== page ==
Now, you might think that the bear was the scariest part of the weekend. Or maybe the hike in the lightening and hail. But no. The most intensely scary part of the weekend was having Dixie, the camp host, ream us out for putting up a clothes line to dry out our clothes completely drenched from our hike and the last day of rain.

That's why we're going to be Whistling Dixie for years to come when we reminisce about this trip.

Wednesday, July 11, 2012

Belly Dance vs. Roller Derby

I knew it had to be one or the other before I even left Morocco. It was either my old love, roller derby. Or my new love, belly dance. I wish I didn't have to choose because I love them both. Both for different reasons. But with conflicting practice schedules, not to mention 4 kids whose social agendas impede mine, I must choose.

I thought I had this figured out though. I thought the clear winner was belly dance. I found an instructor here in Colorado I adore. Who teaches both oriental and tribal styles and I'm taking them both. And then something happened.

Photo courtesy of Fred Greenwood

Actually, a few things happened. First, I saw my derby wife, Mama Beast, who has just recently retired from derby herself. And the memories started to flood back. Then last week she was the one who told me about the passing of another derby team mate. We all started derby at the same time. It was sudden and freak passing. A tragic reminder that life is too fleeting. To just do it. Do it now. Whatever your "it" may be.

Then, on Saturday, the wife and I went to the new banked track leagues bout. See, we skated flat track. Most of the country does. Because most of the leagues in the country can't afford the track.

Oh my god. I want to skate it's curves. To take the outside and slalom back down and knock a girl to her knees clean to the inside of the track.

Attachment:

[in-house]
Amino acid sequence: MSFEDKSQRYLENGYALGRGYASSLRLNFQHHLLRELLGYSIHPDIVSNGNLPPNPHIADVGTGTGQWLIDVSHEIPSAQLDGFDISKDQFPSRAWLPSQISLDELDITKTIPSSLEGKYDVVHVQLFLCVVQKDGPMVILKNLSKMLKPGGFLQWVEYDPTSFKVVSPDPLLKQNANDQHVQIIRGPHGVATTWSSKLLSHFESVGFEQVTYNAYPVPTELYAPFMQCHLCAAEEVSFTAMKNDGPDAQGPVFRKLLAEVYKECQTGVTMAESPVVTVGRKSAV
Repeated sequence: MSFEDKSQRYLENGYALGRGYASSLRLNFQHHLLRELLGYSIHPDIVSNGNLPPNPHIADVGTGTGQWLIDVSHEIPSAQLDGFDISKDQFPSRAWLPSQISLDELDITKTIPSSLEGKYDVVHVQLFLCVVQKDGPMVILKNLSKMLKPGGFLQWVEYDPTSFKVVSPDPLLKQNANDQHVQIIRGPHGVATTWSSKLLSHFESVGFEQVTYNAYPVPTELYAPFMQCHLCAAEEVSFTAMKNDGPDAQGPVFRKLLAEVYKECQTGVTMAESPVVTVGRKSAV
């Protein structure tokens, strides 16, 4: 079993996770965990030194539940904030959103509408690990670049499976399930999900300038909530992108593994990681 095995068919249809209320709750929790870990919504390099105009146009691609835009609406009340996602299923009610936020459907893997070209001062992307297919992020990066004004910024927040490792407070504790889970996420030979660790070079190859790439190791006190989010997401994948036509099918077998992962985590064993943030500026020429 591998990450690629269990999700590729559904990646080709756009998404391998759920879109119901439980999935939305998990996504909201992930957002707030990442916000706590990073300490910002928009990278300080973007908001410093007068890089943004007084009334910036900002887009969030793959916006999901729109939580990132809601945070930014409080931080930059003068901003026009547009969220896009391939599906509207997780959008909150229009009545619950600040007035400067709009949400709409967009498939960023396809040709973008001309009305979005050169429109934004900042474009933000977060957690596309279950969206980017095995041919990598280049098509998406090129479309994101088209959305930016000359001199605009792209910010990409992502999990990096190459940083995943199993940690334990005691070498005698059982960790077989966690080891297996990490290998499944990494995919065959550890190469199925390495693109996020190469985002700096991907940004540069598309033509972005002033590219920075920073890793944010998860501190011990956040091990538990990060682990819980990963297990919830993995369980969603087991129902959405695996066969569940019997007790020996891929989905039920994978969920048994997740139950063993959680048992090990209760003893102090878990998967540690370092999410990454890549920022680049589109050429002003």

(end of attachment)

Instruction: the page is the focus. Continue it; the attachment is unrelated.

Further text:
Photo courtesy of Fred Greenwood

I want to be covered in bruises.

I want to wear a really big belt buckle that could really bruise someone else. (But in reality just injures me.)

But, did I tell you at my last belly dance class I got my sword? Yes. Sword. And I freakin' LOVE it? My kids are all like, "Why can't I have a sword?" I tried to explain that they could if they became my personal sous chef with it. But they didn't get it. So I ended with a stern "Don't touch mommy's sword."

I want to dance with a sword on my head.

With really big earrings. (That could seriously injure myself or others. Yes, both the earrings and the sword.)

Look, I'm simultaneously balancing the sword and earrings. And, check it out, no hands. And I'm not the only one who thinks I look like a penguin in this photo right?

So what will it be? Dance or Derby? I don't know yet. Feel free to vote. (Although your voting has absolutely no effect on what I'll actually choose. Do it anyway.)

No matter what I do, I'm definitely keeping my derby wife.

This post is dedicated to the memory of MurdeRita. RIP

Sunday, July 8, 2012

The People in My Neighborhood

We noticed it when we first moved back to Colorado. It was obvious without the 9 foot walls to contain it. Maybe I saw it before we moved away. Maybe I didn't. But, I'm sure I took it for granted. Then the fire happened. And the flames couldn't burn it. In fact, they ignited it. And it spread like wildfire. Community.

Everyone lives in a neighborhood. But not every neighborhood has a sense of community.

When we bought our house here 7 years ago we didn't realize the investment we made. We were very well aware of our financial commitment, but what we didn't realize is that the more prodigious commitment was the emotional investment in the people in our neighborhood.

After all, this is where my kids have met some of their best friends. (Ones who still play a twilight game of hide and go seek.)

This is where I stalked the parents of my kids best friends, until they finally gave in and became some of my best friends. (As if they had a choice.)

Here my kids can walk over to my neighbor Carol's house for some foster grandma/craft time. (Did I mention my kids' mother is NOT crafty? Or fun.)

My kids walk to school, which is right down the road from my house. Where we know and love all the teachers. Where my friend Hillary just started a community garden.